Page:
French Jewish Leader Speaks to NY Crowd
Roger Cukierman repeated his position that anti-Zionism is anti-Semitism
Last night, Roger Cukierman, the president of the Conseil Représentatif des Institutions Juives de France—better known by its acronym, the CRIF—spoke to a small audience at the French consulate in New York about French anti-Semitism.
First, he argued, the populist far right, and particularly the National Front—which today is headed by Marine Le Pen, daughter of founder Jean-Marie Le Pen—remains inherently anti-Semitic, and is regaining traction with the electorate thanks to the weak European economy. Second, there is persistent tension with France’s growing Muslim community, and a casual anti-Semitism in pop culture typified by the quenelle salute.
But the most worrying tendency Cukierman identified was the increasing use of anti-Zionism to express classic anti-Semitic feelings. Traditional anti-Semitism is “not elegant,” as he put it, but anti-Zionism has acquired an air of intellectual chic. Nobody in France boycotts other countries accused of occupying territory, he pointed out, and it is almost uniquely Israel and Israeli products that see boycotts in France. “Anti-Zionism is a new way of dressing up anti-Semitism,” Cukierman insisted.
Yet Cukierman finds himself in a bind, he told me when we spoke after his prepared remarks. “The less I talk about Israel, the more power I have in domestic issues,” he explained. Despite his convictions about what underlies today’s anti-Zionism—never mind the fact that two of his four children live in Israel—he insisted that his best strategy is to focus on the domestic, and leave Israel aside. This is despite the fact that the president, Francois Hollande, seems particularly concerned with the story of French Jews—he was the first French president to fully apologize for France’s role in the deportation of French Jews during World War II—and the fact that the prime minister, Manuel Valls, is married to a Jewish woman.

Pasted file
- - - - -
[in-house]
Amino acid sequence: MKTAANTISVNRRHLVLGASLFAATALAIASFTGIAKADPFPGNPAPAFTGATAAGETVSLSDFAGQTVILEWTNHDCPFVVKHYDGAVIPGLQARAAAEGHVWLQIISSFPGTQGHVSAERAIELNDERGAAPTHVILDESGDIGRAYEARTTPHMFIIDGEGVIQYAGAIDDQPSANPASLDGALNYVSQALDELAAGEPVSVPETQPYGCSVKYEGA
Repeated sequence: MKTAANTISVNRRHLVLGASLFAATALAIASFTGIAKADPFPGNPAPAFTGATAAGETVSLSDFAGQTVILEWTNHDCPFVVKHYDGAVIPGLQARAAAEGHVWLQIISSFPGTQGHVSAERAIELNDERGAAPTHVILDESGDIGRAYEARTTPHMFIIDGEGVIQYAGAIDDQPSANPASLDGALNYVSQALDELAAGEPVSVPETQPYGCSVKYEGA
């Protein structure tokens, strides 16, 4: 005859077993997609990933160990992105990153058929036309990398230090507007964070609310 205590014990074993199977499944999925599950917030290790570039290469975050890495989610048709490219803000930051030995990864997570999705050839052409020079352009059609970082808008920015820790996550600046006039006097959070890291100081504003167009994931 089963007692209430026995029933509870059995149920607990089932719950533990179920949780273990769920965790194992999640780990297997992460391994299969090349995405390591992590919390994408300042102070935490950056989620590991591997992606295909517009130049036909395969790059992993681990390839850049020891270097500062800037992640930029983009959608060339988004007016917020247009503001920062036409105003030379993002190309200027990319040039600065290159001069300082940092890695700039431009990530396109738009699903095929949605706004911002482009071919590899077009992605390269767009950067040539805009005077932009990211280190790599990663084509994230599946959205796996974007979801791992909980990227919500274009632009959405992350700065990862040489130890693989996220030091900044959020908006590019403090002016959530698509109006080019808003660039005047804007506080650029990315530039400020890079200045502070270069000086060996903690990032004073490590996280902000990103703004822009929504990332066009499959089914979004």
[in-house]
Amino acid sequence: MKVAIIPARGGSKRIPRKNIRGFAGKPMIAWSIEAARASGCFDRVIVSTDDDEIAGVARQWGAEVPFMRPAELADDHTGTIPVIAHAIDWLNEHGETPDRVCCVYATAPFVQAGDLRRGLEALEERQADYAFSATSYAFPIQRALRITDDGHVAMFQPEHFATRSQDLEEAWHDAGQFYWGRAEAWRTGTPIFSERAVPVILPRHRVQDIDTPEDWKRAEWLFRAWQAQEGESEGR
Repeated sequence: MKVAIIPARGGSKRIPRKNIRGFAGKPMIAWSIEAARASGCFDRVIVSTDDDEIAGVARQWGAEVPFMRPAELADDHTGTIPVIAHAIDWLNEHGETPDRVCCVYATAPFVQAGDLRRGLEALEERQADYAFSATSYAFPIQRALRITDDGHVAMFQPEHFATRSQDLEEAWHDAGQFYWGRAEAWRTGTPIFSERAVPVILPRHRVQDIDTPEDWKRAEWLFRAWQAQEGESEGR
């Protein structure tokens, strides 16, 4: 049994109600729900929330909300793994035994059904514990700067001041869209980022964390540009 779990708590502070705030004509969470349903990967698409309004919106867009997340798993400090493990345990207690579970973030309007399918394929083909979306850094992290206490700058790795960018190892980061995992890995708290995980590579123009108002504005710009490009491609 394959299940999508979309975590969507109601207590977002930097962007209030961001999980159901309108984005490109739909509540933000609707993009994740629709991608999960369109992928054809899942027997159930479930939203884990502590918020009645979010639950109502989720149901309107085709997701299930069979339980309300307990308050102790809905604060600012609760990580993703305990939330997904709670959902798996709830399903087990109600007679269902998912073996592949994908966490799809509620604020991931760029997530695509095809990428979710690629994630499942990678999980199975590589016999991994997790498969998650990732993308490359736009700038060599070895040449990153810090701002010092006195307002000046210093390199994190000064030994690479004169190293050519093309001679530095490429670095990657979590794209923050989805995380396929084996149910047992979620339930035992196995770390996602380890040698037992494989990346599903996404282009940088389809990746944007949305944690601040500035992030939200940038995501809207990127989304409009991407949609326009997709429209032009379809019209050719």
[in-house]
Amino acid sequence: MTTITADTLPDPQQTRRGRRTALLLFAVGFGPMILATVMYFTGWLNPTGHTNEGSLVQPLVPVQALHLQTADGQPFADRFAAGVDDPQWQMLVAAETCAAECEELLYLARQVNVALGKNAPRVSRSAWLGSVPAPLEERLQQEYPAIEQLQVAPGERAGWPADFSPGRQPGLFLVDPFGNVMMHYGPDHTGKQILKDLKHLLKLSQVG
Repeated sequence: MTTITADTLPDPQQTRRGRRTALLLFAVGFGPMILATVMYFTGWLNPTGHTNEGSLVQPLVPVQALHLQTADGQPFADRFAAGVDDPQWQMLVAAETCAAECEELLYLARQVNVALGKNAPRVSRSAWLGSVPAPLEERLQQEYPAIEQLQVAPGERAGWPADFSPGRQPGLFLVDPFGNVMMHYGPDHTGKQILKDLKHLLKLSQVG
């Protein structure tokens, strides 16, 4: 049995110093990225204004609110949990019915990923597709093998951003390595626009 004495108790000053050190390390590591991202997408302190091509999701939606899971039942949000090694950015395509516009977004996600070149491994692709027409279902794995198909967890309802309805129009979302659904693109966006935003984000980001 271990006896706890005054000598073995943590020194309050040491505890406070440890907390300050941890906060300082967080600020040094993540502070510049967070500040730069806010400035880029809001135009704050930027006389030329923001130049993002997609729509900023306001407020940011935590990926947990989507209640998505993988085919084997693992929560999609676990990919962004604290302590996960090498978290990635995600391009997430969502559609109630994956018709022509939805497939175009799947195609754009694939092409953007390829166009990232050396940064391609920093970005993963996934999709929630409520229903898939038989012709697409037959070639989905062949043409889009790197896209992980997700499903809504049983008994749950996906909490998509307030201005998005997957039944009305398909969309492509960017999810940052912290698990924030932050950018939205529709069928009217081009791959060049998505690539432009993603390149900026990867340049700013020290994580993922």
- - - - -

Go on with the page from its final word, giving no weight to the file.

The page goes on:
But, Cukierman noted, boycotts and demonstrations against Israel are still common in France, and he rattled off stark statistics about French Jewish life with ease: 40 percent of race-related violence is against Jews; 2,000 French Jews left in 2012, and 3,000 in 2013; 17,000 people marched in a demonstration in Paris that turned into an anti-Semitic rally.
Today’s anti-Zionism does not bear a swastika, and it is the hallmark of the concerned citizen of the world, because it often manifests itself in a binary: Either you are against Israel and the Jewish occupation, or you are for the displacement and mistreatment of Palestinians in the interest of the Jewish state. But if Cukierman really does believe that anti-Zionism is the face of contemporary anti-Semitism, that should be a strong enough reason to align unilaterally with Israel—n’est-ce pas?.
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